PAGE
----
Arbreux, January 26, 2001. A page from my journal . . . acg

If I had a piece of life... I wouldn't let a single day pass without telling the people I love that I love them. I would convince each woman and each man that they are my favorites, and I would live in love with love. 

I would show men how very wrong they are to think that they cease to be in love when they grow old, not knowing that they grow old when they cease to be in love…. 

I have learned that when a newborn child squeezes for the first time with his tiny fist in his father's finger, he has him trapped forever. 

I have learned that a man has the right to look down on another only when he has to help the other get to his feet.


Living with a love like His inside of us in a world like ours is a burden, but a burden unlike all others; it gives us wings to fly, lifts us up with joy unspeakable.We are magically in an instant of thought whisked to another Kingdom and another world.  The Holy Spirit has invaded us and tells us we are redeemed and free from the past…all its wrongs, all its woes.  It is a burden only in the sense that we are charged to tell this exceedingly good news to all we encounter along our pilgrim way.” 

I wrote that statement to corral my thoughts after studying again Luke’s intriguing story of Zacchaeus, the short little man who climbed up into a tree so that he might see Jesus whom he had been told would soon be passing by.  What surprised him was that Jesus “looked up” and saw him and then invited Himself to dinner at Zacchaeus’ house!  This was the publican whom everyone loathed because he collected the hated taxes for Rome.  But Jesus loved Him.  And Zacchaeus was transformed saying, “Behold, Lord, the half of my goods I give to the poor; and if I have taken anything from any man by false accusation, I restore him forefold.”  This story should warm our hearts anew in February, the month with a theme of love and Valentines.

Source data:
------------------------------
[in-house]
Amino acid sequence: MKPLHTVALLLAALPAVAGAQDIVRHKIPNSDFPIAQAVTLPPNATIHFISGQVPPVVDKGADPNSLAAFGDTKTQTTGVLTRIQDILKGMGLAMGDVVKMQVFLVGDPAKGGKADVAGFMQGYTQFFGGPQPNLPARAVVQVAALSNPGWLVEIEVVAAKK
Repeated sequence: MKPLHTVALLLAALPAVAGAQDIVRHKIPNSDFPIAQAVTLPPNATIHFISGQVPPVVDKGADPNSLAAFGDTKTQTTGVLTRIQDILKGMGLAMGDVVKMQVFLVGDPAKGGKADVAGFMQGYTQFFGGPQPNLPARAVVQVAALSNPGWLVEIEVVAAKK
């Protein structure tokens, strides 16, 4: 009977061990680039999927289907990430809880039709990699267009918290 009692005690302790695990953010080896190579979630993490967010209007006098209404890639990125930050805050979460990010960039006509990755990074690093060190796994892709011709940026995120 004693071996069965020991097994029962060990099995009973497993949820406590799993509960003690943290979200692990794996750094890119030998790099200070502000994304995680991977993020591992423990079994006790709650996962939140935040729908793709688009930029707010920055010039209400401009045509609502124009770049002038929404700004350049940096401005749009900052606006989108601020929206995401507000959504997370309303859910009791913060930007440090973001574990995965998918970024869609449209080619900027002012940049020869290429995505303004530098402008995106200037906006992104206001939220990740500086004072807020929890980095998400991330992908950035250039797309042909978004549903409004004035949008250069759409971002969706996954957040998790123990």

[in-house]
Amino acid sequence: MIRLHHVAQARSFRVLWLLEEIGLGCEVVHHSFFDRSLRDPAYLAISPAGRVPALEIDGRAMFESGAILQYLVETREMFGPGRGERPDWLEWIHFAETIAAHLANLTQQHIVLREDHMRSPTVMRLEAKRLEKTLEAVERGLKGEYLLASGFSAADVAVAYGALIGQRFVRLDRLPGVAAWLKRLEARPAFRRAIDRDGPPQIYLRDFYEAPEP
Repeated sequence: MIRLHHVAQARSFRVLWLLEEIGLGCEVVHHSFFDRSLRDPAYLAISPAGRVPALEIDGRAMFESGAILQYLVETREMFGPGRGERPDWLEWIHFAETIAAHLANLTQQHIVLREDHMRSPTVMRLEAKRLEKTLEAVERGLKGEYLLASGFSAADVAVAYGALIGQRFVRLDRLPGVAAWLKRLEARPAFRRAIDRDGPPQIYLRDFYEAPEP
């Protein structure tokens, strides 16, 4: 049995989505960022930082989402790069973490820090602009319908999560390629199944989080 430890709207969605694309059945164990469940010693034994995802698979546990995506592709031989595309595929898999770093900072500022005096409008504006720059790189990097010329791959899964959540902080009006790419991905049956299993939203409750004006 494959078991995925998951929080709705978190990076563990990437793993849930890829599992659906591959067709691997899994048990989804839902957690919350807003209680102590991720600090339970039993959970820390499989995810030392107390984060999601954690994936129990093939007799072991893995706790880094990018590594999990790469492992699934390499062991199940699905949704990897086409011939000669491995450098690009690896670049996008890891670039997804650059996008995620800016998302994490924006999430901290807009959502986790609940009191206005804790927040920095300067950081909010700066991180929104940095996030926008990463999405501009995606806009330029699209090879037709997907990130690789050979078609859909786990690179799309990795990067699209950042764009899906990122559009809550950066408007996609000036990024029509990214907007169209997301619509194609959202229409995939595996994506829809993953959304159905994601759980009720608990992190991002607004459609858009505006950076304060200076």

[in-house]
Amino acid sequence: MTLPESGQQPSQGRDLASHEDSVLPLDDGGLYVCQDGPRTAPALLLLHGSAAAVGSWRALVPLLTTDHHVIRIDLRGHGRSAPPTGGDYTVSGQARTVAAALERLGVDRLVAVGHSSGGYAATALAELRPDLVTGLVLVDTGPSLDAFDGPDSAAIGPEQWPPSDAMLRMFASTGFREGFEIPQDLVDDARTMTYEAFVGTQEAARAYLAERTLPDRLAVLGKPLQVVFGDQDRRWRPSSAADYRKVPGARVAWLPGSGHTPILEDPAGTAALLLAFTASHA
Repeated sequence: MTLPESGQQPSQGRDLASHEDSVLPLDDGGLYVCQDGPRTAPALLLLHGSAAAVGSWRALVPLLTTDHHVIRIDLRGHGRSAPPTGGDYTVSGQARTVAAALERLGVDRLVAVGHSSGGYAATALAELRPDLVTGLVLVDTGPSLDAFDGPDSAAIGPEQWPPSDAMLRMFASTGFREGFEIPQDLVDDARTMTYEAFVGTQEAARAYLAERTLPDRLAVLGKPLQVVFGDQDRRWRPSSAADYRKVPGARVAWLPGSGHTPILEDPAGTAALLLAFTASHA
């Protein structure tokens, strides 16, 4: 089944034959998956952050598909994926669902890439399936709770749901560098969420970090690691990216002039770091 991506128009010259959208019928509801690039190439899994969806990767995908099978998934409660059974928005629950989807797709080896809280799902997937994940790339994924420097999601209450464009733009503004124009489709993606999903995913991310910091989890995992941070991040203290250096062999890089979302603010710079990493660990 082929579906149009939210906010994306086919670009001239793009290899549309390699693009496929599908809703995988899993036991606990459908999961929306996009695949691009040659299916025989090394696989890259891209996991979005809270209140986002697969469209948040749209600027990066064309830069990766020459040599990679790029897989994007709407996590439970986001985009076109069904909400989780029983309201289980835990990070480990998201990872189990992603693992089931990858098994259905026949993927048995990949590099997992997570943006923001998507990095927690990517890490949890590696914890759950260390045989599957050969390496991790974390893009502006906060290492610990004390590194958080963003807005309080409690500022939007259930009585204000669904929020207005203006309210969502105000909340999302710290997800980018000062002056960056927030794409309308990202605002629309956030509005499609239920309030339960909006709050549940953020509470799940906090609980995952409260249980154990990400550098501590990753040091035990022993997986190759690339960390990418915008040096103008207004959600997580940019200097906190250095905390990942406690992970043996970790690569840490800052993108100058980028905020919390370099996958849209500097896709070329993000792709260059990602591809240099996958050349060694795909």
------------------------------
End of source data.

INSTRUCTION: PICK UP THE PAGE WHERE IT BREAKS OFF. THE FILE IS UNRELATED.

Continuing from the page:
The most often told fable of St. Valentine was that he gave everyone gifts on his own birthday, reversing the conventional practice of receiving gifts.  I consult my encyclopedia and find that Saint Valentine was a Christian martyr killed during the reign of Emperor Claudius in the late 3rd century A. D.  Though he has long been the patron saint of lovers, the custom of sending valentines on his feast day is only indirectly connected to the saint.